An Indiana utility that has been an industry leader in its move away from coal said it won’t be able to meet initial goals for some plants to end the use of coal by next year.
A federal investigation into imported solar panel equipment is to blame, the utility says.
Northern Indiana Public Service Company, under parent organization NiSource, announced a 6- to 18-month delay in solar projects originally slated for completion in 2022 and 2023.
The delay comes after the U.S. Department of Commerce began an investigation following a petition regarding solar cells assembled in Malaysia, Thailand, Vietnam and Cambodia using parts from China.
California-based Auxin Solar filed the petition in February claiming Chinese companies are using third-party countries to circumvent established trade practices.
An Auxin Solar spokesperson did not immediately respond to interview requests from IndyStar.
NIPSCO, which serves more than 821,000 natural gas customers and 468,000 electric customers, announced in 2018 plans to move away from coal-fired electricity generation entirely by 2028. NiSource spokesperson Nick Meyer confirmed in a recent email those plans are still in place.
“Essentially, we don’t believe it changes our plans to be 100% coal-free by 2026-2028, but we do expect delays between now and then with the solar projects we’ve announced,” Meyer wrote.
The federal investigation created uncertainty and delays to the solar market, a NiSource report released in May says.
“In connection with these delays, the company now expects to retire Schahfer Generating Station's remaining two coal units by the end of 2025,” the report says. “However, NiSource continues to expect that Michigan City Generating Station will retire on schedule between 2026-2028.”
NIPSO originally planned to retire the remaining two Schahfer units "no later than 2023," a 2019 document says.
Danielle McGrath, president of the Indiana Energy Association, wrote in an email that “Our companies are working with renewable generation developers to better understand potential impacts on timing.”
The U.S. has had tariffs on solar cells imported from China since 2012, creating a shift in manufacturing coming from a handful of Southeast Asian companies, said Ben Inskeep with Citizens Action Coalition. The group is an Indiana consumer and environmental advocacy organization.
There is a potential that tariffs will be applied to panels coming from the countries listed in Auxin’s petition, he said, meaning there could be large retroactive tariffs on anything shipped after the petition and before the official investigation began.
“As result, panels have not been shipped to the U.S. from (those countries) while the investigation is ongoing,” Inskeep said. “It’s created massive chaos across the industry and delayed hundreds if not thousands of projects.”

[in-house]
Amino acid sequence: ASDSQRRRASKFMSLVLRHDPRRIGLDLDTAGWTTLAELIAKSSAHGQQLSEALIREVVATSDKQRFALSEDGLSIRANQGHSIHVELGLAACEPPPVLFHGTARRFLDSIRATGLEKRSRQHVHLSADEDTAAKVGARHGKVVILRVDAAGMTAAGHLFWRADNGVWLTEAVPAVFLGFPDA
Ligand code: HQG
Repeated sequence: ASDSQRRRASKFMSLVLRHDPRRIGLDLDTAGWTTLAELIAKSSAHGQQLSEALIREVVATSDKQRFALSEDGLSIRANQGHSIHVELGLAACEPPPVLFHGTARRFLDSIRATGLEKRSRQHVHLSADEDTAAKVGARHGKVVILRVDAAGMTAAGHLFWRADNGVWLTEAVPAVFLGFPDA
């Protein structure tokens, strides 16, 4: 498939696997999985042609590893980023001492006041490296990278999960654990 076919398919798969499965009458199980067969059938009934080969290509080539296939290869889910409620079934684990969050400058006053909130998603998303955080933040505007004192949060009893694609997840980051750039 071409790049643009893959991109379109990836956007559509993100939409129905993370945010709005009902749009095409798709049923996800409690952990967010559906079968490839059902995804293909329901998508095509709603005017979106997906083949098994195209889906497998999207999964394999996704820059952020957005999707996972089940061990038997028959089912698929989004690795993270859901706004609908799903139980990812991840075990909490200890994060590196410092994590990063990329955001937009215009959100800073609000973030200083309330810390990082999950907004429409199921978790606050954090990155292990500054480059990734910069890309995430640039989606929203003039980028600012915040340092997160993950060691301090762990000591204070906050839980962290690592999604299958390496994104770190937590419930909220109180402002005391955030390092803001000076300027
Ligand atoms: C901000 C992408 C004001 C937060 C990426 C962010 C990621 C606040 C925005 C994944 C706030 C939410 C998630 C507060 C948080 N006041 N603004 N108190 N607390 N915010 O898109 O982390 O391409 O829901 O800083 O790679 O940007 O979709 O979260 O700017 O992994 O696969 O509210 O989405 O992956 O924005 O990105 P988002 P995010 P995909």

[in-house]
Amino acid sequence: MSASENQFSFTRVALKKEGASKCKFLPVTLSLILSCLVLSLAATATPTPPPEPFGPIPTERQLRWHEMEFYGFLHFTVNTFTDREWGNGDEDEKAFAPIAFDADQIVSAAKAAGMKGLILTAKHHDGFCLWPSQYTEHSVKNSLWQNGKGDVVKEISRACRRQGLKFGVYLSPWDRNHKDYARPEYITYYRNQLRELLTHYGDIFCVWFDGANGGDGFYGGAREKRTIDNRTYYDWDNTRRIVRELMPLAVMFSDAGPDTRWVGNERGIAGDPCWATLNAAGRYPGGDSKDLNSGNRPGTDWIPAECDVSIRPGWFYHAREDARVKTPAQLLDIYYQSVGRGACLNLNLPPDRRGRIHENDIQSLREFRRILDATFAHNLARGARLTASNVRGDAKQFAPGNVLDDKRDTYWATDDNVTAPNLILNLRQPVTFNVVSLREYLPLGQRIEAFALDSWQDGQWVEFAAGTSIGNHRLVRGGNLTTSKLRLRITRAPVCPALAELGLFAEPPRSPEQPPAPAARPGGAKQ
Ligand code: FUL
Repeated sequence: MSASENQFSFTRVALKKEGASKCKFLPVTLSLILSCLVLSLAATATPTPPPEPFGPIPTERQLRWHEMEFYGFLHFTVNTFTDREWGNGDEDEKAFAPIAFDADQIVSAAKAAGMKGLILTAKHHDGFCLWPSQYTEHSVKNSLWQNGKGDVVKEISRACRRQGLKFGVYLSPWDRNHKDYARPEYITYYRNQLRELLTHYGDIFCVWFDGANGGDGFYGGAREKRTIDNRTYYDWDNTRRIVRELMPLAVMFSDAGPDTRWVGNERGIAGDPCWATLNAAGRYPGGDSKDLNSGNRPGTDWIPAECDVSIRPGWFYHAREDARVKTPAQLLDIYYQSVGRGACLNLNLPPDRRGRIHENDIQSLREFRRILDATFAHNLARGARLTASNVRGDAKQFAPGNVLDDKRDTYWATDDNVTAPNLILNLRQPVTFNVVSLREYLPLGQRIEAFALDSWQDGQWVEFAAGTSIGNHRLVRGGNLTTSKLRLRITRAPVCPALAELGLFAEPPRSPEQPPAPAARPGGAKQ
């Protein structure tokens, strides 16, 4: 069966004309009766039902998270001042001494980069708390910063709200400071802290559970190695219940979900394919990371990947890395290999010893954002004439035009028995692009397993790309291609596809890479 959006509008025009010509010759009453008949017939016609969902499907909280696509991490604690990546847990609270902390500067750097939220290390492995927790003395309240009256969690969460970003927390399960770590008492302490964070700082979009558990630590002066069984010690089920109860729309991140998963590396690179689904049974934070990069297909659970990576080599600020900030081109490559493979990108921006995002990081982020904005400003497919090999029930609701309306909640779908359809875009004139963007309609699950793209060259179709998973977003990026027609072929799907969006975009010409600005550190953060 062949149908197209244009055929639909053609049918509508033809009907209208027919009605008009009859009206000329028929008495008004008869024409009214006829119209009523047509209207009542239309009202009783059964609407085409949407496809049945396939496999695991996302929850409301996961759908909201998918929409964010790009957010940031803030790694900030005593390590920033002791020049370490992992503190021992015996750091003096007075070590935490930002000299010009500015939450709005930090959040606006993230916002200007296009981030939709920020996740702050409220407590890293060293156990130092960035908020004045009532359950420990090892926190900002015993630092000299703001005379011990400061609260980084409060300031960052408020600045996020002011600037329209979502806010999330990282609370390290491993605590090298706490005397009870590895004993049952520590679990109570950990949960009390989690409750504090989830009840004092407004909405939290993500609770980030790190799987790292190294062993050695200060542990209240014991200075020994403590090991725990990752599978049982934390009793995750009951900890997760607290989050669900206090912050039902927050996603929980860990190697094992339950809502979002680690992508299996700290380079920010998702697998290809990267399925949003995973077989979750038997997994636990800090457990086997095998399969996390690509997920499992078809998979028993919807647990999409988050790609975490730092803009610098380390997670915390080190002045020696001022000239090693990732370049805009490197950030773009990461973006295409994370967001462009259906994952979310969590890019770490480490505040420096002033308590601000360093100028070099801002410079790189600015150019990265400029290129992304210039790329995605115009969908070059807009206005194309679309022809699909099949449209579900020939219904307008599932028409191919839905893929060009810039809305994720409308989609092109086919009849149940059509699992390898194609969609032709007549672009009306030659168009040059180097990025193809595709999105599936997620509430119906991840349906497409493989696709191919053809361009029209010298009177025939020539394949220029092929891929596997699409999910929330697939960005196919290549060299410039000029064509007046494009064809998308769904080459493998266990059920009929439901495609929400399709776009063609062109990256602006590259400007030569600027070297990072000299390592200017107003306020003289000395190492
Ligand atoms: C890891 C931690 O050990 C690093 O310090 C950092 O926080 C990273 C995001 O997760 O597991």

While it’s not stopped all solar generation projects in the U.S., there is short-term uncertainty about how much those retroactive tariffs would cost and how far back they will go, he said.
A group of 22 U.S. Senators sent a letter to President Joe Biden on May 1 asking the administration to “swiftly review” the case and expedite any determinations.
“Initiation of the investigation is already negatively impacting the U.S. solar industry, and the longer this situation persists, the more acute the damage will be,” the letter says.
The letter suggests utility companies may face additional costs due to any new tariffs and eventually will pass them on to customers.
“This would needlessly increase energy costs at a time when consumers are already facing rising prices and high costs of living,” the letter says.
Solar generation costs have declined in the past 10 or 15 years, Inskeep said, while volatility remains in the fossil fuel markets. The delay NIPSCO faces could also mean a delay in consumers seeing cost-savings on their utility bills, he said.
NiSource, in a 2018 document, said the transition away from coal to solar would "save electric customers an estimated $4 billion over the long-term."
The good news, Inskeep said, is the investigation is not changing the overall trajectory of the transition to renewable energy generation.
“Coal generation is definitely the least environmentally friendly generation,” Inskeep said. “It’s disheartening to see that generation being used now for an extra couple years. There is going to be an impact, and we’re hoping the (Department of Commerce) will quickly move to resolve this.”
Karl Schneider is an IndyStar environment reporter. You can reach him at firstname.lastname@example.org. Follow him on Twitter @karlstartswithk
IndyStar's environmental reporting project is made possible through the generous support of the nonprofit Nina Mason Pulliam Charitable Trust.
This article originally appeared on Indianapolis Star: NIPSCO's planned move from coal to solar delayed for 2 plants